It features their new claw/basketball logo at center court and the font on their new uniforms at the baselines. The “We The North” along the sideline is a nice touch, too. Overall, the Raptors have done an excellent job with their rebrand, just in time for All-Star Weekend to be hosted in Toronto for the first time.

Former UCLA, NBA player Dave Meyers dies at 62

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LOS ANGELES (AP) Dave Meyers, the star forward who led UCLA to the 1975 NCAA basketball championship as the lone senior in coach John Wooden’s final season and later played for the NBA’s Milwaukee Bucks, died Friday. He was 62.

Meyers died at his home in Temecula after struggling with cancer for the last year, according to UCLA, which received the news from his younger sister, Ann Meyers Drysdale.

He played four years for Milwaukee after being drafted second overall by the Los Angeles Lakers. Shortly after, Meyers was part of a blockbuster trade that sent him to the Bucks in exchange for Kareem Abdul-Jabbar.

The 6-foot-8 Meyers led UCLA in scoring at 18.3 points and rebounding at 7.9 in his final season, helping the Bruins to a 28-3 record. He had 24 points and 11 rebounds in their 92-85 victory over Kentucky in the NCAA title game played in his hometown of San Diego.

Meyers Drysdale also played at UCLA during her Hall of Fame career.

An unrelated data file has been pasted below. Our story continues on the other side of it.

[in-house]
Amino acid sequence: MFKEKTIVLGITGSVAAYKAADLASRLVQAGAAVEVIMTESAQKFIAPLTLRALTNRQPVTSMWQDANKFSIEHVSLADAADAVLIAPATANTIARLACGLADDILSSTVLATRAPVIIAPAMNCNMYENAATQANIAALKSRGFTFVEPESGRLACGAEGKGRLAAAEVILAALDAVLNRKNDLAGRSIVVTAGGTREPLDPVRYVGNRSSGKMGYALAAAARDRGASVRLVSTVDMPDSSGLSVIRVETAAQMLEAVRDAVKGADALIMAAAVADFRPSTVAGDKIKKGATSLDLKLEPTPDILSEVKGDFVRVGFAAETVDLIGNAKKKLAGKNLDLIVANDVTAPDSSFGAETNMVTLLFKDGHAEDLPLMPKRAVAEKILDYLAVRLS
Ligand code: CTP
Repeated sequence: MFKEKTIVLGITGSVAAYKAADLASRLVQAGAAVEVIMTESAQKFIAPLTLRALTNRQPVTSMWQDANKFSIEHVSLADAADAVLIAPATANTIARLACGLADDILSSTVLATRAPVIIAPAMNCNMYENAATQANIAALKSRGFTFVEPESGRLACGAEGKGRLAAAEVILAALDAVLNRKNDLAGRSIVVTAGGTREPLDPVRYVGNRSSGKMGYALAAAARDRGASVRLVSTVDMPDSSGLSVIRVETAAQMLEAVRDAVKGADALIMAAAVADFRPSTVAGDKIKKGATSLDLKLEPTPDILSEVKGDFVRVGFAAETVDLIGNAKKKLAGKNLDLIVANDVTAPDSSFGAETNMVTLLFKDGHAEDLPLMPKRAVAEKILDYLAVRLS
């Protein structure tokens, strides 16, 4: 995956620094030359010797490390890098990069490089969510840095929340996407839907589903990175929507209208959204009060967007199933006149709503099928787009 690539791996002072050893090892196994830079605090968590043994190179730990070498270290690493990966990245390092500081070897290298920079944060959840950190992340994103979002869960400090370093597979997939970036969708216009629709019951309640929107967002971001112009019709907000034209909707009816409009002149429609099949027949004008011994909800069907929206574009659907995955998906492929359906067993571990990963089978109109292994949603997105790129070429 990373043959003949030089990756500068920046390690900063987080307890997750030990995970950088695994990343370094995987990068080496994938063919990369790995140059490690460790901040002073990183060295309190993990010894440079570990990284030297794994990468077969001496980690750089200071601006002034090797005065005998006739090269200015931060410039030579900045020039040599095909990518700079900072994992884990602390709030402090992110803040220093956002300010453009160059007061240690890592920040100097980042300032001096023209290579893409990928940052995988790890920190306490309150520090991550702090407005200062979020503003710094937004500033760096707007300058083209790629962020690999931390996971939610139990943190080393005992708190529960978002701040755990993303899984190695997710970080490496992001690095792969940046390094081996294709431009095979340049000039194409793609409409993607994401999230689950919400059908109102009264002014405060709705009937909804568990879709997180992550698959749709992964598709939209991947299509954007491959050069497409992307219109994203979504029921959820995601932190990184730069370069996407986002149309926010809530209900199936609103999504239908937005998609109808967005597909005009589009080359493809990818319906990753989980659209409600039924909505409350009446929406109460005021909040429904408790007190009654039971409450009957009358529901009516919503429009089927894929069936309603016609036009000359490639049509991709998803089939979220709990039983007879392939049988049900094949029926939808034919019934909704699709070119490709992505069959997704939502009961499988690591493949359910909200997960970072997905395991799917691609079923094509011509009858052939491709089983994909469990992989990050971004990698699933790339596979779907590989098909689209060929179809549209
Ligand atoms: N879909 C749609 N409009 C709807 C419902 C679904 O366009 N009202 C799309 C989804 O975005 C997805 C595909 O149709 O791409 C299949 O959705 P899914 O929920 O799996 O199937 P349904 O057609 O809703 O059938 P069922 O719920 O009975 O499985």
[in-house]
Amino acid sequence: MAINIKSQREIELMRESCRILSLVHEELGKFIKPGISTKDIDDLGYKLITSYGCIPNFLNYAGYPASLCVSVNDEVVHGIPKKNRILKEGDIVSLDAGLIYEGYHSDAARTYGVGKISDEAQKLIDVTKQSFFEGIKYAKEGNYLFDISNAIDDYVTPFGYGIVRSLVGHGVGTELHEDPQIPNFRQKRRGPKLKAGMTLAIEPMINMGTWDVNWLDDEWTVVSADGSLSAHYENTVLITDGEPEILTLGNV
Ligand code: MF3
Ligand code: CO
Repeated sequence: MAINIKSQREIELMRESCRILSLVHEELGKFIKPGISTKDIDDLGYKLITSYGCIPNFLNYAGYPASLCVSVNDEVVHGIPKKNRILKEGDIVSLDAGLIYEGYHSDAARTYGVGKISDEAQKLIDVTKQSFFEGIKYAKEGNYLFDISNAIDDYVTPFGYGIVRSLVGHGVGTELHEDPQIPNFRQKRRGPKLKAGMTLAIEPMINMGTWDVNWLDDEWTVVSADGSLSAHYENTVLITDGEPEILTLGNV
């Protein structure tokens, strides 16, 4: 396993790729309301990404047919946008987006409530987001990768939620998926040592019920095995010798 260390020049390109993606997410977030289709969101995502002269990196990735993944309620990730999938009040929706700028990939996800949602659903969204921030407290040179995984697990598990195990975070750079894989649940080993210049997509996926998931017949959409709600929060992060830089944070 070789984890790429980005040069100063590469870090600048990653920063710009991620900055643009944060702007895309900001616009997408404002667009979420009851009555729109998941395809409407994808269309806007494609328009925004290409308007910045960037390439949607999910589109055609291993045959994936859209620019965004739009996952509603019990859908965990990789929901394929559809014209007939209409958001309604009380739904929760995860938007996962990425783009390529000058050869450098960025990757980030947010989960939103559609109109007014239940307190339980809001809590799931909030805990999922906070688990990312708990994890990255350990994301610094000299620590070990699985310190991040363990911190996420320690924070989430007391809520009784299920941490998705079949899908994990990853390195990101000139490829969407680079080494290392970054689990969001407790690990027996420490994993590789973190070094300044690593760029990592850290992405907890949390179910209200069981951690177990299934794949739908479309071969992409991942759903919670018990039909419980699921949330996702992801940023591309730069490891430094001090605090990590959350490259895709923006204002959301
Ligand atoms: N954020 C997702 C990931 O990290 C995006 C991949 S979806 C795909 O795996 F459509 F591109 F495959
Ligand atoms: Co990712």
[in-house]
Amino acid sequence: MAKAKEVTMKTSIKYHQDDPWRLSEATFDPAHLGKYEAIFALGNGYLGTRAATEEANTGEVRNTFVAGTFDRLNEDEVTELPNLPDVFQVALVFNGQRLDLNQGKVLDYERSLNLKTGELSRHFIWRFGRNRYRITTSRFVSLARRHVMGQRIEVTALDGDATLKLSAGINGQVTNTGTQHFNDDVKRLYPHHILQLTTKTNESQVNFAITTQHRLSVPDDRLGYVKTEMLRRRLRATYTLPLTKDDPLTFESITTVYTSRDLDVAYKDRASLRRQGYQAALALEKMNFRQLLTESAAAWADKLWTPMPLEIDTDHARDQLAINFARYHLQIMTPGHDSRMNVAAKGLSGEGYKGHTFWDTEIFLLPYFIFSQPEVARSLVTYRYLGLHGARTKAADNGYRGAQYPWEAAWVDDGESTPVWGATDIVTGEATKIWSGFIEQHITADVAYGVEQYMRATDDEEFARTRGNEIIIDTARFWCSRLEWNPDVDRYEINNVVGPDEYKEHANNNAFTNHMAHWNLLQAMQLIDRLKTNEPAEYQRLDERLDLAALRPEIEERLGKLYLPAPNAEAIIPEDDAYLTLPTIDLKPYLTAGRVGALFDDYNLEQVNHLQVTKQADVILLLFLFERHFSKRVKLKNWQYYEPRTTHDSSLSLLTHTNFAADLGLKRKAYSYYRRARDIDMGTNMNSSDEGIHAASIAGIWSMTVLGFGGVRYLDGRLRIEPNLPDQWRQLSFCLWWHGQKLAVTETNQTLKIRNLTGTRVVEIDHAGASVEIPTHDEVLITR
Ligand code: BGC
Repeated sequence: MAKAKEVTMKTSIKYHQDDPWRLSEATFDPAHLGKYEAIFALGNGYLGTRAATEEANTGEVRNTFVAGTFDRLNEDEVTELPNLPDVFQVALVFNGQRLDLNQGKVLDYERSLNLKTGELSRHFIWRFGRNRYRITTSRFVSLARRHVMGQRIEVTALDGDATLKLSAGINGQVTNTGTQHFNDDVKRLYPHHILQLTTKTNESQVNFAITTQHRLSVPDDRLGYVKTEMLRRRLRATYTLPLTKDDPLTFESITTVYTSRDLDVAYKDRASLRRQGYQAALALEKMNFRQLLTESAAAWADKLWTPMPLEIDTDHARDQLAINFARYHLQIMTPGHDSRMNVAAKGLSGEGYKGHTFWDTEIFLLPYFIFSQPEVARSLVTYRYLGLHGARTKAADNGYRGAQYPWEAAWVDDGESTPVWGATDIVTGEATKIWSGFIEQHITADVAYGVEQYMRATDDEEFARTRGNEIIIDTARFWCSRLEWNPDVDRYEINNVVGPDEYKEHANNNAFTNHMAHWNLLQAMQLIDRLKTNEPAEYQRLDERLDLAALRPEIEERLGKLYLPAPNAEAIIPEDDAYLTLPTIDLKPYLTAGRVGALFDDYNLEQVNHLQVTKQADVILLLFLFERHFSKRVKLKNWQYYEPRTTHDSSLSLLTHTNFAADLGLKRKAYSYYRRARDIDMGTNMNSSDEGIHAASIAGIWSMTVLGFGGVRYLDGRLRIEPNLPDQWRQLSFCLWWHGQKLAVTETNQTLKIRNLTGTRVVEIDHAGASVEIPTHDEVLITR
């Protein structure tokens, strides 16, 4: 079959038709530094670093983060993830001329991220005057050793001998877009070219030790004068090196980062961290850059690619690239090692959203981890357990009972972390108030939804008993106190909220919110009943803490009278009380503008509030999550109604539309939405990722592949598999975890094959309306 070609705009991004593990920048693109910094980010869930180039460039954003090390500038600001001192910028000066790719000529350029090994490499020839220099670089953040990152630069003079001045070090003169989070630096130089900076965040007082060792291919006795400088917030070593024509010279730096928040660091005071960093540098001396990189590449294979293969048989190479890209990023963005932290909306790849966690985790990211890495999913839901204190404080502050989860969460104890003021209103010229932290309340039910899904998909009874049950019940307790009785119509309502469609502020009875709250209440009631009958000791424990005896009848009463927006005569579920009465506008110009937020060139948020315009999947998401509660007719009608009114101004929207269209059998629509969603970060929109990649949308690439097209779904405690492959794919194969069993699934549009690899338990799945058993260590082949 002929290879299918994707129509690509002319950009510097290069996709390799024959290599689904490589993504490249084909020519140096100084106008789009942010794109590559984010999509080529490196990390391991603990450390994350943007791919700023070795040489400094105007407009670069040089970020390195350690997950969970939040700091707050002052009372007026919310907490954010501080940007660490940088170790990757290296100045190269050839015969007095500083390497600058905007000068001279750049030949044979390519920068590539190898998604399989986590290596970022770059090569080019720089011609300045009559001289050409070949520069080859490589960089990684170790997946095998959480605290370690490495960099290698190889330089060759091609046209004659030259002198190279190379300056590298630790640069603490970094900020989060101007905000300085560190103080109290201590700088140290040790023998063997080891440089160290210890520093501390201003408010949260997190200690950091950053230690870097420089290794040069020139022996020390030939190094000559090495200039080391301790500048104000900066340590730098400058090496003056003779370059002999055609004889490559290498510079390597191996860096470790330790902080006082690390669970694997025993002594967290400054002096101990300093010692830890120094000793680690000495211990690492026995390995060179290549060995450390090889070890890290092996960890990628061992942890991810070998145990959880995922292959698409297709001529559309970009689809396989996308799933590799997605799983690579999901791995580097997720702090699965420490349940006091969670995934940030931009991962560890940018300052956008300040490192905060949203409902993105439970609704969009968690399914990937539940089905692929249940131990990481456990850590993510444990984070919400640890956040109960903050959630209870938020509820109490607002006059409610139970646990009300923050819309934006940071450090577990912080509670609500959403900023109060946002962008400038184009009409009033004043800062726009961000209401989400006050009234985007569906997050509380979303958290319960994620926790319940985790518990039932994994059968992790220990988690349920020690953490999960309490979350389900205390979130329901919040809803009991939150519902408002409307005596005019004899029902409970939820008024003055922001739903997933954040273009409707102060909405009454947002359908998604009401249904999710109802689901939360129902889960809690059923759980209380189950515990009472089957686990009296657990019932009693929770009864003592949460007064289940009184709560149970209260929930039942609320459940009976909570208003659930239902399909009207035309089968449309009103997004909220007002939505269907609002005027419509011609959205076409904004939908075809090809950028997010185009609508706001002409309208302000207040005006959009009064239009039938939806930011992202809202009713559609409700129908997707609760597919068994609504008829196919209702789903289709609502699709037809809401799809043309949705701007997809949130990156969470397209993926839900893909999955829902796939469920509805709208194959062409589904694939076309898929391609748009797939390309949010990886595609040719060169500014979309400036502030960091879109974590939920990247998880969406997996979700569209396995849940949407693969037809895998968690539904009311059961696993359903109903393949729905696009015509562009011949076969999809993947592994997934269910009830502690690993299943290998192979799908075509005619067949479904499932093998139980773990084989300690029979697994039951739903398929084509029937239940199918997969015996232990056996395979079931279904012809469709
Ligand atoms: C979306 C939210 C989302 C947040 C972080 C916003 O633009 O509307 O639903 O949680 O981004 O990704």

Meyers assumed the Bruins’ leadership role during the 1974-75 season after Bill Walton and Jamaal Wilkes had graduated. Playing with sophomores Marques Johnson and Richard Washington, Meyers earned consensus All-America honors. Meyers made the cover of Sports Illustrated after the Bruins won the NCAA title.

“One of the true warriors in (at)UCLAMBB history has gone on to glory,” Johnson wrote on Twitter. “Dave Meyers was our Captain in `75 and as tenacious a player ever. RIP.”

Johnson recalled in other tweets how Meyers called him `MJB’ or Marques Johnson Baby when he was a freshman, and later in the NBA, Meyers was nicknamed “Crash” because he always diving on the floor for loose balls.

As a junior, Meyers started on a front line featuring future Hall of Famers Walton and Wilkes.

Meyers was a reserve as a sophomore on the Bruins’ 1973 NCAA title team during the school’s run of 10 national titles in 12 years under Wooden. The team went 30-0 and capped the season by beating Memphis 87-66 in the championship game, when Meyers had four points and three rebounds.

In 1975, Meyers, along with Elmore Smith, Junior Bridgeman and Brian Winters, was traded to Milwaukee for Abdul-Jabbar and Walt Wesley.

During the 1977-78 season, Meyers was reunited with Johnson on the Bucks and averaged a career-best 14.7 points. He missed the next year with a back injury. Meyers returned in 1979-80 to average 12.1 points and 5.7 rebounds in helping the Bucks win a division title.

Born David William Meyers, he was one of 11 children. His father, Bob, was a standout basketball player and team captain at Marquette in the 1940s. The younger Meyers averaged 22.7 points as a senior at Sonora High in La Habra, California.

Meyers made a surprise announcement in 1980 that he was retiring from basketball to spend more time with his family. He later earned his teaching certificate and taught sixth grade for several years in Lake Elsinore, California.

He is survived by his wife, Linda, whom he married in 1975, and daughter Crystal and son Sean.